To add to the “making it different” motif, Chris engaged Rohan to write and perform a short monologue for the pre-dinner reception. Chris also asked David Wellbrook to act as Master of Ceremonies for this additional feature.

The long and short of it was, I ended up being a bit of a cheerleader for the event amongst our generation – although it was naturally down to John Eltham to act as gang-leader for those of us from our era to book and sit as a gaggle.

We’re On Our Way

Janie (aka Daisy) in frock
Janie (aka Daisy) in frock
Ian (aka Ged) in a state of tux
Ian (aka Ged) in a state of tux

It seemed strange arriving at the school gates with Janie, but we had the good fortune to run into John Eltham and Steven Butterworth as we were walking in. The pre-dinner function was in a new Edward Alleyn Building, which didn’t exist when I last visited the school, many years ago.

Our rabble-rousing had born fruit, so I chatted briefly with several people from our era; David French, Paul Driscoll, Nick Jarmany, Nick James, Tim Moulson, Tim Church and several other people at that reception.

Rohan’s Bit

Rohan’s short monologue was good fun. A meander around the theme “South London, Nah Nah Nah”. The talk included some navel-gazing around the word south itself. Should it be pronounced “sarf” or “sowf” rather than “south”, for example. Is it merely convention that south is shown below north – after all, the world is a globe? Rohan’s conclusions or central theses (I am truly bigging up this talk, aren’t I?) were that:

  • South London is an edgy underdog that deserves our affection and support, even if some of us have long since migrated north,
  • we Alleyn Old Boys (at least the cohort from our era) formed exceptionally strong bonds of friendship which have kept us together and/or brought us back together across many decades and in some cases vast geographical spread.

Rohan teased us throughout his talk about a blue joke that David Wellbrook wanted to tell, much against Chris Grant’s better judgement. Rohan then nearly told the joke through audience participation, but concluded that South Londoners do not need to be told the punchline of the joke; they are edgy enough to work it out for themselves:

What do we want?

A cure for Tourette’s.

When do we want it?

If you want to read Rohan’s wonderful piece in full, he has kindly agreed to its wider circulation and it is therefore Ogblogged as a guest piece in its own right  – click here.

The Dinner Itself

Then across to the school dinning room for the dinner. It seemed strange to be fine dining in that place, all done up to look sprauncy. Chris had chosen a very imaginative meal, based around curry, to symbolise the friendly informal meet ups that invariably end with a curry.

But this was a posh curry-based meal. A starter of slightly spicy scallops, enough to tell you that the meal was posh, that being the first of three interesting courses. Then cheeses, then coffee and petits fours. A well posh curry-based meal.

There were several toasts, speeches and club business in-between, mostly based on the traditional/regular/formal format of the club, I suppose.

Janie and I were honoured and indeed privileged to be seated next to Sir Nigel Godfrey. Sir Nigel, apparently, has recently received a gong for services to the New Zealand beauty pageant industry.

Ged and Sir Nigel Pontificating Nicaragua
Ged and Sir Nigel Pontificating Nicaragua

Sir Nigel was wearing his Broach of Honour with pride that evening, but sadly he seemed to keep it covered up whenever Daisy was nearby with her camera. Perhaps he thought she might swipe the bauble if he left it unguarded even for a moment. How does he know that Daisy is such a scallywag?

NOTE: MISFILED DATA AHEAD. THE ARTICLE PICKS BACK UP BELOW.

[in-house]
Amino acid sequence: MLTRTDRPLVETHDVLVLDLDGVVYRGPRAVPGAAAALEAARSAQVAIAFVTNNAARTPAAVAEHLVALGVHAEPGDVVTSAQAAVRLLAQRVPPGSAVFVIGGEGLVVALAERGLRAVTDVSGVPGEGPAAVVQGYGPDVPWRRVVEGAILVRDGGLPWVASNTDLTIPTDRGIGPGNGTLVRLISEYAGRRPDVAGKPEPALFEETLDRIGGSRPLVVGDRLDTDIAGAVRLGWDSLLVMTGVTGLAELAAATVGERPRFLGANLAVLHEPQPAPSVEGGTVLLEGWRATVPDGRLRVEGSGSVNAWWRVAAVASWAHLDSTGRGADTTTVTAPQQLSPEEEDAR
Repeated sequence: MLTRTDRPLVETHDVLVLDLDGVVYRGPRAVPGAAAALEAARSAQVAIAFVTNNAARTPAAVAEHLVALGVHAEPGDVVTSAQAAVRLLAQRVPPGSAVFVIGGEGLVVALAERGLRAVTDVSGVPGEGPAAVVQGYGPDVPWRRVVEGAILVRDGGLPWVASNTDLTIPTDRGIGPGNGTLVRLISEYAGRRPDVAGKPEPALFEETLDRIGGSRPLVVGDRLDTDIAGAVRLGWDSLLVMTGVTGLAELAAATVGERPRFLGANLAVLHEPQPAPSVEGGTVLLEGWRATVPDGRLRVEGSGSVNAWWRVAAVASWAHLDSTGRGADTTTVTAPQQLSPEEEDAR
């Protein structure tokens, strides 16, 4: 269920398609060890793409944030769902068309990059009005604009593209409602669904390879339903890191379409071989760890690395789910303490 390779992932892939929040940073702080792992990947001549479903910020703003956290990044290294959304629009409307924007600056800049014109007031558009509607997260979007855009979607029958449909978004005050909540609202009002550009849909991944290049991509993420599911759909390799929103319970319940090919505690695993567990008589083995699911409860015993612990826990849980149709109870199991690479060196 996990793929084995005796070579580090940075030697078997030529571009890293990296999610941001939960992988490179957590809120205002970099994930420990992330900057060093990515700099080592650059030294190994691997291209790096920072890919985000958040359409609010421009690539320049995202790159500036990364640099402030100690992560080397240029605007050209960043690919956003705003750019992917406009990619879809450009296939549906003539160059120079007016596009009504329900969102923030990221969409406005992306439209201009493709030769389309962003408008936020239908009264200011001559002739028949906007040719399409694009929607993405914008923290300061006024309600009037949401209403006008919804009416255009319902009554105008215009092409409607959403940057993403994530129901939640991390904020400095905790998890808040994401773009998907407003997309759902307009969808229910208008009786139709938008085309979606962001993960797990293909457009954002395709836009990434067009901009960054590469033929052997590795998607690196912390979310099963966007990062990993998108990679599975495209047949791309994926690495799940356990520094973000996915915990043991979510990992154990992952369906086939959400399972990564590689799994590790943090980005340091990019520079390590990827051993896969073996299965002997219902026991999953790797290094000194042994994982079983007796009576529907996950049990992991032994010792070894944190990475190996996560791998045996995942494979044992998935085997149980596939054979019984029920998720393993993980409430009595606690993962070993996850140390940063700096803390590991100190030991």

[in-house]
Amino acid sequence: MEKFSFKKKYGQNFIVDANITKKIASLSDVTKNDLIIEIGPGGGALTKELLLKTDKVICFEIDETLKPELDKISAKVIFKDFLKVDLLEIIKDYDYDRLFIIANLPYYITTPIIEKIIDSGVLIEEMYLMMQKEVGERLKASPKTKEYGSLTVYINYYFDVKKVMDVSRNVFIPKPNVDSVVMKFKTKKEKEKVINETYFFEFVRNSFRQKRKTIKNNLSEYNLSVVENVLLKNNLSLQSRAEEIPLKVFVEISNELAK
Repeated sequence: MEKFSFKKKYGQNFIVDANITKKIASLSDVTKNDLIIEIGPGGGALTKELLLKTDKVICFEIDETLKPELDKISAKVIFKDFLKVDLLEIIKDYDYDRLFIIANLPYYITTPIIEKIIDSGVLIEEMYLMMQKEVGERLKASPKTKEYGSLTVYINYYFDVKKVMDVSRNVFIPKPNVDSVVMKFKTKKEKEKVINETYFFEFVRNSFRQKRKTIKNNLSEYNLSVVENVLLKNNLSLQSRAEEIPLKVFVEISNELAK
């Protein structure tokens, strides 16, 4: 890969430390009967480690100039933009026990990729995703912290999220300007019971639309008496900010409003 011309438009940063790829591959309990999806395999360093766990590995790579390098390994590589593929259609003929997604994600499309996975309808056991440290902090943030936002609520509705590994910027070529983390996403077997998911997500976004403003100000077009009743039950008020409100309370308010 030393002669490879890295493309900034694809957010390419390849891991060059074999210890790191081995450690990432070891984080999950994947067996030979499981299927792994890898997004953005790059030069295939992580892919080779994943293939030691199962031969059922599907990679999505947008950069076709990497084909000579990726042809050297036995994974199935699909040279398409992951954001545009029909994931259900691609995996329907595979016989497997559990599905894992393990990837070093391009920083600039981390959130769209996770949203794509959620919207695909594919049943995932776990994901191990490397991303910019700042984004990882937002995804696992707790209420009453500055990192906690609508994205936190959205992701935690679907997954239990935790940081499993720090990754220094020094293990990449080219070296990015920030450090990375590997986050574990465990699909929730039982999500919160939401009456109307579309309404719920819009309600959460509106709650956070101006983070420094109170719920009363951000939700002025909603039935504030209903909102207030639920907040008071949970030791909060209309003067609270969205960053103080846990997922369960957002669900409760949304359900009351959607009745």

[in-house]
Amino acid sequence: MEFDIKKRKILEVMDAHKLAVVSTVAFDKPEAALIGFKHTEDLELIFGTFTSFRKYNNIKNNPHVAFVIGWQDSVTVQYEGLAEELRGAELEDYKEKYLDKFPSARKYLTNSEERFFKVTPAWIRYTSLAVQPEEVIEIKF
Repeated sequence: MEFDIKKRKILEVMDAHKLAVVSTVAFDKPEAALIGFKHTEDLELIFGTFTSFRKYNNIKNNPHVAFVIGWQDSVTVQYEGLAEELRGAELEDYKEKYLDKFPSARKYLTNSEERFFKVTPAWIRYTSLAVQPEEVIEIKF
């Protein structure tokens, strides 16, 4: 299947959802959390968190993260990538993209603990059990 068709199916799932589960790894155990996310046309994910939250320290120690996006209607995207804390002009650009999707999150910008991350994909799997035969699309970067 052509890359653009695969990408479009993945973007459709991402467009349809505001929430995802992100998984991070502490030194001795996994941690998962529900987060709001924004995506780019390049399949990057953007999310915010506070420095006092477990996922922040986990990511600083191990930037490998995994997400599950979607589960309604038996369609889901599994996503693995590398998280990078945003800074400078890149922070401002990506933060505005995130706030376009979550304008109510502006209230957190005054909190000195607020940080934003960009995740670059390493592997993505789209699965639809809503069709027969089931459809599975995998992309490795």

Our table rapt with attention as Sir Nigel orates. Mr Wellbrook taking electronic notes, presumably
Our table rapt with attention as Sir Nigel orates. Mr Wellbrook taking electronic notes, presumably

Daisy was also sitting next to Mr Wellbrook, who had been Master of Ceremonies earlier. I asked Chris Grant, “what did Daisy and I do to deserve the honour of sitting next to Sir Nigel and Mr Wellbrook?”, but I think Chris must have misheard my question, because he merely said, “there’s always one short straw”, which seemed to me to be an answer to an entirely different question.

Then Chris Grant made a short but touching and excellent speech, continuing the themes of edginess and especially the theme of enduring friendship.

The audience was then subjected to the Headmaster’s Savage response…

…correction…I never was much good with grammar, I should have paid more attention in English lessons…

The audience was then subjected to the Headmaster, Dr Savage’s, response. Dr Savage seemed keener on the friendship theme than the edgy theme. That is understandable really. Can you imagine the mischief that might kick off in the school and end up with pupils sent to the Headmaster’s Study, only to get the phrase thrown back by the miscreant, “but Sir, you told us that it is a good thing for us to be edgy”?

Dr Savage spoke very well and quite wittily, although I did think he missed a golden opportunity to pun on the pronunciation of Suffolk (from whence he hails) and Southwark, the borough in which he now heads a school. After all, the two place names, at least when pronounced by a native of the latter, are indistinguishable. (I think he might have been trying to make such a joke, but he got a bit confused and mentioned Norfolk, for seemingly no reason.)

In short, Savage is a talented speaker who prepares diligently, but he lets himself down at times through hurried delivery and under-rehearsal of the humorous lines. A-, could do better than this.

There is an official report and deck of photos for this event on the Alleyn’s School site – click here.

And Then Home

We thoroughly enjoyed our evening. Janie found the company delightful, both the old boys and their wives/companions, such as Lenneke (Chris’s partner) and Emma Jane Moulson. Similarly, I enjoyed chatting briefly with those two and at greater length with Victoria (Oliver Goodwin’s partner) as well as chatting with old school friends.

My only regret is that I barely got a chance to chat with some people I would have very much enjoyed catching up with properly, such as David French, Paul Spence and Nick Jarmany. Perhaps next time, although I hope our next time is a less formal gathering.

Next morning, there was no respite. Daisy and I got up to play tennis in our usual Sunday morning slot. Half way through the game, I realised that I had subconsciously donned a purple top and a purple bandanna. Purple. The Cribb’s House colour. Steeled by my renewed sense of tribal purpose, I naturally went on to win the set.

You can take the boy out of Cribbs House, but you cannot take Cribbs House out of the boy.
You can take the boy out of Cribb’s House, but you cannot take Cribb’s House out of the boy.